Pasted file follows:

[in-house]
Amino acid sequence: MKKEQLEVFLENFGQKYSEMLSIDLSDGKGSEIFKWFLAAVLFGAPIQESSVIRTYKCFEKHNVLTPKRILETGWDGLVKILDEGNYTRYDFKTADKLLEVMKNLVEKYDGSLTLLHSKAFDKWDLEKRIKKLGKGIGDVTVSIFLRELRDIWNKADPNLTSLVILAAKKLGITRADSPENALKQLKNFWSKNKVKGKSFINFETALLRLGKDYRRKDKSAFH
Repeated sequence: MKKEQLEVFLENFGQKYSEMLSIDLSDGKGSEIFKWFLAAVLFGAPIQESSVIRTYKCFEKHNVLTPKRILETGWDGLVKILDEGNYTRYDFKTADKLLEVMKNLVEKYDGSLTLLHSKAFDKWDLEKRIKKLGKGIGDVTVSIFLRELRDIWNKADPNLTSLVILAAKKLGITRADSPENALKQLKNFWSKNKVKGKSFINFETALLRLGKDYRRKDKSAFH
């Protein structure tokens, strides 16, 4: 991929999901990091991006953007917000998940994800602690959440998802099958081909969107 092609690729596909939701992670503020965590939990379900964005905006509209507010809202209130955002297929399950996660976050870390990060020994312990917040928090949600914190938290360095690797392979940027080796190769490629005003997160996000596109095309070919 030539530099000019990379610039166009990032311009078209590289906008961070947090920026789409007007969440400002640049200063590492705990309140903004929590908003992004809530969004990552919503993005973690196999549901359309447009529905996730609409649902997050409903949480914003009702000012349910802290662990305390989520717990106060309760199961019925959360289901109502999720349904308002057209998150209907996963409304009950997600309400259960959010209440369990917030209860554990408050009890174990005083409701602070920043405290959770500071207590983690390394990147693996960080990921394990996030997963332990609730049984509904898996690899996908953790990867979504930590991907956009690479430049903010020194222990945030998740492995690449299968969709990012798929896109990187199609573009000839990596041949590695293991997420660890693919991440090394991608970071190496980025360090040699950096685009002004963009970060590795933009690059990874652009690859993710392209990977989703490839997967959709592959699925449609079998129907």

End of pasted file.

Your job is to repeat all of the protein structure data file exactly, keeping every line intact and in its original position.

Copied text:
[in-house]
Amino acid sequence: MKKEQLEVFLENFGQKYSEMLSIDLSDGKGSEIFKWFLAAVLFGAPIQESSVIRTYKCFEKHNVLTPKRILETGWDGLVKILDEGNYTRYDFKTADKLLEVMKNLVEKYDGSLTLLHSKAFDKWDLEKRIKKLGKGIGDVTVSIFLRELRDIWNKADPNLTSLVILAAKKLGITRADSPENALKQLKNFWSKNKVKGKSFINFETALLRLGKDYRRKDKSAFH
Repeated sequence: MKKEQLEVFLENFGQKYSEMLSIDLSDGKGSEIFKWFLAAVLFGAPIQESSVIRTYKCFEKHNVLTPKRILETGWDGLVKILDEGNYTRYDFKTADKLLEVMKNLVEKYDGSLTLLHSKAFDKWDLEKRIKKLGKGIGDVTVSIFLRELRDIWNKADPNLTSLVILAAKKLGITRADSPENALKQLKNFWSKNKVKGKSFINFETALLRLGKDYRRKDKSAFH
């Protein structure tokens, strides 16, 4: 991929999901990091991006953007917000998940994800602690959440998802099958081909969107 092609690729596909939701992670503020965590939990379900964005905006509209507010809202209130955002297929399950996660976050870390990060020994312990917040928090949600914190938290360095690797392979940027080796190769490629005003997160996000596109095309070919 030539530099000019990379610039166009990032311009078209590289906008961070947090920026789409007007969440400002640049200063590492705990309140903004929590908003992004809530969004990552919503993005973690196999549901359309447009529905996730609409649902997050409903949480914003009702000012349910802290662990305390989520717990106060309760199961019925959360289901109502999720349904308002057209998150209907996963409304009950997600309400259960959010209440369990917030209860554990408050009890174990005083409701602070920043405290959770500071207590983690390394990147693996960080990921394990996030997963332990609730049984509904898996690899996908953790990867979504930590991907956009690479430049903010020194222990945030998740492995690449299968969709990012798929896109990187199609573009000839990596041949590695293991997420660890693919991440090394991608970071190496980025360090040699950096685009002004963009970060590795933009690059990874652009690859993710392209990977989703490839997967959709592959699925449609079998129907």